Simple may Solitaire’s rules are, playing it can sometimes feel like you’re untying the toughest knot ever. No matter how much you think you’ve figured it out, it will only keep on surprising you. And before you know it, you’re stuck with another knot.

Considering such a paradox, isn’t it interesting for you to know the history of this game? In fact, when, where, and how it originally started is hard to trace. But luckily, there have been pieces left to help solve the puzzle.

The Earliest Appearance of Solitaire

Prior to the digital adaptation of classic Solitaire, cards were seen in China way back in the 10th century. However, the rules and mechanics of the games used in those times were not yet found out. Anyway, it was seen again in Europe, which was actually imported from Egypt. From there, it spread to countries like Spain and Italy. It was only in the 1370s that it became more known to people.

However, its movement was still limited since generating it was reported to be expensive. Painting each of the cards sure took a lot of resources and effort. Despite that, its recognition became more widespread around the world. Fast forward studios to the early 15th century, the price for the decks was lowered because of wood-block printing’s arrival in Germany. When the French began the method of painting over stencils, the cost became even more affordable making the cards more accessible to people.

The Emergence of Solitaire in Writing

In about 1783, Solitaire was mentioned in a German book of games, which helped boost its popularity to those who wanted a competitive game that could be played alone or with other people. The straightforwardness of the rules caught the attention of many.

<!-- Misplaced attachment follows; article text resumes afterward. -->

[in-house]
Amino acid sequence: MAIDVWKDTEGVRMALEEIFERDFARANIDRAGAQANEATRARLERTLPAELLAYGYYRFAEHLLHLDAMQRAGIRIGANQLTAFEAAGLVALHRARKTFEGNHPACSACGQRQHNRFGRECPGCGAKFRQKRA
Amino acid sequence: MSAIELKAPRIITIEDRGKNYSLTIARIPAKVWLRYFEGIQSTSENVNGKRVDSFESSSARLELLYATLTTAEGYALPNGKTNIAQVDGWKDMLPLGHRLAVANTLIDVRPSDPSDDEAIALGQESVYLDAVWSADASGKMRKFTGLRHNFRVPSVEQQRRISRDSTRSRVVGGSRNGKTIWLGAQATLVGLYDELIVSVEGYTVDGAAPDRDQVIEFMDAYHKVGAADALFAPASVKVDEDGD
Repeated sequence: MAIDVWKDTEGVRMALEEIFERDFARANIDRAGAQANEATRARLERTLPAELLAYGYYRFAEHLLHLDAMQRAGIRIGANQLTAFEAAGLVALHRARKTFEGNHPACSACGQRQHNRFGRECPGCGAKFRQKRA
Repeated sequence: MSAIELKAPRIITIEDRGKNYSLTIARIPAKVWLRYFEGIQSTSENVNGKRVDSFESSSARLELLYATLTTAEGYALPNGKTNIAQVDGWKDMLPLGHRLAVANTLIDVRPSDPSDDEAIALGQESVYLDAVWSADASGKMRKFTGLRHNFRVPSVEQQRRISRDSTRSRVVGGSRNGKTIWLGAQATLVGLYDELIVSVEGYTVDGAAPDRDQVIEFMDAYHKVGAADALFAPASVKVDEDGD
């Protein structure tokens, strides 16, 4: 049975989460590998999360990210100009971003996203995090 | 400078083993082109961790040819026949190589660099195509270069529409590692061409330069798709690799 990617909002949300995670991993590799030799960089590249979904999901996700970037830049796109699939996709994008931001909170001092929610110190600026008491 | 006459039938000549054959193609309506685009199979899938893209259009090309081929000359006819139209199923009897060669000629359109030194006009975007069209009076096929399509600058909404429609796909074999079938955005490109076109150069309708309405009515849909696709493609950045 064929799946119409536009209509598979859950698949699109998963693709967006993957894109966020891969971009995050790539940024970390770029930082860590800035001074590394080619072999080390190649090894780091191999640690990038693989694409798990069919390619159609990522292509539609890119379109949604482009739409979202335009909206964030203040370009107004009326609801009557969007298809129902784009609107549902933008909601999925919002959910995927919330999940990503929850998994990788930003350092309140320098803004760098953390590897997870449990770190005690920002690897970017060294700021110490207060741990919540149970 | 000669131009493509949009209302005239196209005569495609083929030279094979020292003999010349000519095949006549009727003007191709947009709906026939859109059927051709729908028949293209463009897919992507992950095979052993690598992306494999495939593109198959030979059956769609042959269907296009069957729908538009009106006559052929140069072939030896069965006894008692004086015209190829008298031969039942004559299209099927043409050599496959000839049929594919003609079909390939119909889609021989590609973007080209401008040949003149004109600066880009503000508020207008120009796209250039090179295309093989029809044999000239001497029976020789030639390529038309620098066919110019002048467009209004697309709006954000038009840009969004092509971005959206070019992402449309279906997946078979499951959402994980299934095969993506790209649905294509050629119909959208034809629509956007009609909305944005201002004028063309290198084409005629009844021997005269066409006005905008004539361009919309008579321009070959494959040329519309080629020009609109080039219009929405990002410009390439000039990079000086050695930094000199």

Although its fame didn’t immediately take off, the game started to appear in hundreds of books in the second half of the 20th century. It was described in written works by authors like Fyodor Dostoevsky, Henry Jones, Evelyn Waugh, Somerset Maugham, Charles Dickens, and John Steinbeck. The characters were portrayed to play Solitaire in their respective celebrated works.

From Real Cards to Solitaire Online Apps

What we can play on our PC or Mac nowadays is an evolution of the standard deck of cards that enamored people even hundreds of years ago. Now, we don’t have to literally carry all 52 cards inside our pockets to entertain ourselves with some kind of quizzes ― thanks to the momentous arrival of free Solitaire on personal computers. It was developed by Wes Cherry in 1988 and was incorporated in the Windows product line in 1990.


It’s good to know a little background about your favorite game, right? Though there are no definite records as to who exactly made it and when it was brought out in the open but anyway, it survived to this day. Well, isn’t that a more comforting thought? So, sorting out the precise history of Solitaire card games may be a little close to impossible. What you can do, however, is concentrate on your current game and have a good time!


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